Like I even need to say anything else...but I WILL give you some awesome recipes to help you actually incorporate MORE beer into your diet. The key to cooking with beer, I feel, is to always pick a NON-hoppy beer, and to reduce it down. This concentrates the sugars in the beer, and makes it easier to add lots of flavor, without really changing the composition of the recipe.
First up, a nice vegetable side dish. Delicata are awesome, cause you don't have to peel them. Just slice, scoop out the seeds and fry in some olive oil. Top it with a fresh, crunchy apple fennel relish and all is right with the vegetarians.
Squash with Fennel and Apple Relish
2 Delicata squash
2 Delicata squash
Slice the ends off of the squash. Slice into 1/2" rings and remove the seeds with a spoon.
Lightly salt the squash and let sit for 30 minutes. Completely dry off with paper towels, removing the salt. Heat enough oil to coat a saute pan over medium high heat. Add them to the pan. They should sizzle the moment they hit the pan. Don't crowd them or they'll steam more than they'll brown. Saute until lightly browned (about 2 minutes per side).
.Fennel and Apple Relish
1 crisp apple, peeled, seeded, very small dice
1fennel bulb, outer layer removed, very small dice
2 tablespoons chopped fresh parsley
1/2 cup pomegranate seeds (if you want)
1 tablespoon olive oil
2 tablespoons Bragg's apple cider vinegar
1 cup Beehive Ale from New Holland, reduced in a saucepan to 1 Tablespoon
salt and pepper
Mix all the relish ingredients together and season well with salt and pepper. Serve the relish sprinkled over the squash.
For the turkey, make it however you normally do. I rub mine with herb butter, under the skin. This year I took the infamous +Founders Brewing Co. Backwoods Bastard, reduced it down, and then basted the turkey with it the last 15 minutes. It picked up the bourbon notes, and made an awesome gravy. Plus, then you'll have three more to drink.
The pie really turned out amazing, thanks to the winter pack from +ShortsBrewingCompany . Reduce the Gingersnap and add it to your pie like you would vanilla extract. KICK ASS. I've now had a 3/4 of the pie for breakfast. No, you can't have any. Make your own.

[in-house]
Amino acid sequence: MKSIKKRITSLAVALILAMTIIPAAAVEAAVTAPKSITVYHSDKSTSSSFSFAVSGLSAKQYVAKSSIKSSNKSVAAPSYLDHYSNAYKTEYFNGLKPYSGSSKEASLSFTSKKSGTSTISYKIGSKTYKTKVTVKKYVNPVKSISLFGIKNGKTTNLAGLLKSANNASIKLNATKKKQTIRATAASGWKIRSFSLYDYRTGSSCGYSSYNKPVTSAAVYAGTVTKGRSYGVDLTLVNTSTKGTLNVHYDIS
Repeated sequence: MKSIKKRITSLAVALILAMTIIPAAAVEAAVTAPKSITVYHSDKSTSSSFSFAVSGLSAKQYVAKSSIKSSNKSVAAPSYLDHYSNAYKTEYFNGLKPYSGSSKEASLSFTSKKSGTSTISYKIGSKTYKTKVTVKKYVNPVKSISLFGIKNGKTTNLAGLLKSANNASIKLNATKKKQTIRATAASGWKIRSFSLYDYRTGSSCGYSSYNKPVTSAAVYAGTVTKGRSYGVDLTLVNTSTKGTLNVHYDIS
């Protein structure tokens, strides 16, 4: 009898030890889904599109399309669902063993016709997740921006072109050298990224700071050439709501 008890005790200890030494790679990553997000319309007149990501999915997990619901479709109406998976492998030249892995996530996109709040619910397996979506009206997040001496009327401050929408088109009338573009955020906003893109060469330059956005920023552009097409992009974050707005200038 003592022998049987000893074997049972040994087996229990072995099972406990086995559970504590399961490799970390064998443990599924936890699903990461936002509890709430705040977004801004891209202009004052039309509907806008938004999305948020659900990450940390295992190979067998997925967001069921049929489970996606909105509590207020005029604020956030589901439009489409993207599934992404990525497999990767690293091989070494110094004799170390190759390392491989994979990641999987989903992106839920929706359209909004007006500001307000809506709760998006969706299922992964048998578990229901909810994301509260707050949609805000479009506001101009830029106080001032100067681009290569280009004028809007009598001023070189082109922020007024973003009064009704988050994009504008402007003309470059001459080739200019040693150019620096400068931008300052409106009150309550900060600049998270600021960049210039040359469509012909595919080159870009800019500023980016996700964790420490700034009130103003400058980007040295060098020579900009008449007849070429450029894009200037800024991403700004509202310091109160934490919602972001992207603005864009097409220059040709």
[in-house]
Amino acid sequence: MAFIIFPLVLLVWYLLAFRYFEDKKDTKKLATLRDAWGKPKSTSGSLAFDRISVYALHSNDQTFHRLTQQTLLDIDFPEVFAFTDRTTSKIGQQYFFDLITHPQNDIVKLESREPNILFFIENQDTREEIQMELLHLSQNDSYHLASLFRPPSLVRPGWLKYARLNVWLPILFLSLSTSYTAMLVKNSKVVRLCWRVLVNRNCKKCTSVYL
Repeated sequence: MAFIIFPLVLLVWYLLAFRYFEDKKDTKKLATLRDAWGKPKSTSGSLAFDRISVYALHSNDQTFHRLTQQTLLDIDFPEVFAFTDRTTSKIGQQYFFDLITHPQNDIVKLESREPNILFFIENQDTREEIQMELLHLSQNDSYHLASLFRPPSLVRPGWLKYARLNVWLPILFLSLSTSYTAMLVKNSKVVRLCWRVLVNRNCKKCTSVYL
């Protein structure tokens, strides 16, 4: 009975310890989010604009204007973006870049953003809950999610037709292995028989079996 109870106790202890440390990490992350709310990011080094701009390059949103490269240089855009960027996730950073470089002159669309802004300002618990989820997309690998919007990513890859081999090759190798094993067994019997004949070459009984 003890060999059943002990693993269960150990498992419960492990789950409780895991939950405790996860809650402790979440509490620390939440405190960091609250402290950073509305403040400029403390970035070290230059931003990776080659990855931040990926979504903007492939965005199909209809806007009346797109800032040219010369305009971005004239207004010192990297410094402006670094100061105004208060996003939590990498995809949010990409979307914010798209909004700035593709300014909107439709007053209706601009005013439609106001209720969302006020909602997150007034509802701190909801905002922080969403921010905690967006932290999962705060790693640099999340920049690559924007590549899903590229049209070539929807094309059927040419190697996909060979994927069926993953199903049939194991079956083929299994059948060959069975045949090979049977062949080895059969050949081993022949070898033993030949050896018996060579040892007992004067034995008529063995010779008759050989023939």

For the crust:
2 1/3 cups flour
1/3 cup sugar
8 oz. (2 sticks) unsalted butter, cold, cut into chunks
2 egg yolks
2 tBLS cream
In the bowl of a food processor, place the flour and sugar and pulse to combine. Add the butter and pulse until the butter is the size of small peas. Mix the yolks and cream together in a small cup and add to the flour mixture. Pulse until a dough forms. Remove the dough from the machine and form into a disk. Wrap well in plastic wrap and place in the fridge to chill for 15 minutes.
Sprinkle your work area with some more flour. Place a disk on the work surface, sprinkle with more flour and gently roll out the dough to fit the pie or tart pan. Press into place. Prick the tart with a fork and place back in the freezer for half an hour, or up to 24 hours. When ready to bake, preheat oven to 375, Par bake the pie crust for abut 20 minutes, or until golden brown. Time the baking of the crust with the making of the filling because you want to add hot filling to a hot crust.
For the filling:
1 bottle Short's Gingersnap Ale
1 (15 ounce) can pumpkin puree
1 cup brown sugar
2 teaspoons ground ginger
2 teaspoons cinnamon
1 teaspoon nutmeg
1/2 teaspoon allspice
1/2 teaspoon salt
1 can evaporated milk
Place the beer in a saucepan and reduce down until very thick and syrupy. Meanwhile, mix all the rest of the ingredients together in a saucepan over low heat. Add about 2 Tablespoons of the reduced beer to the pumpkin and whisk well. Heat the filling up until just hot. Pour the hot filling into the hot crust and bake for about 25 minutes, or until the center if jiggly like jello and the edges are firm. Cool for at least an hour.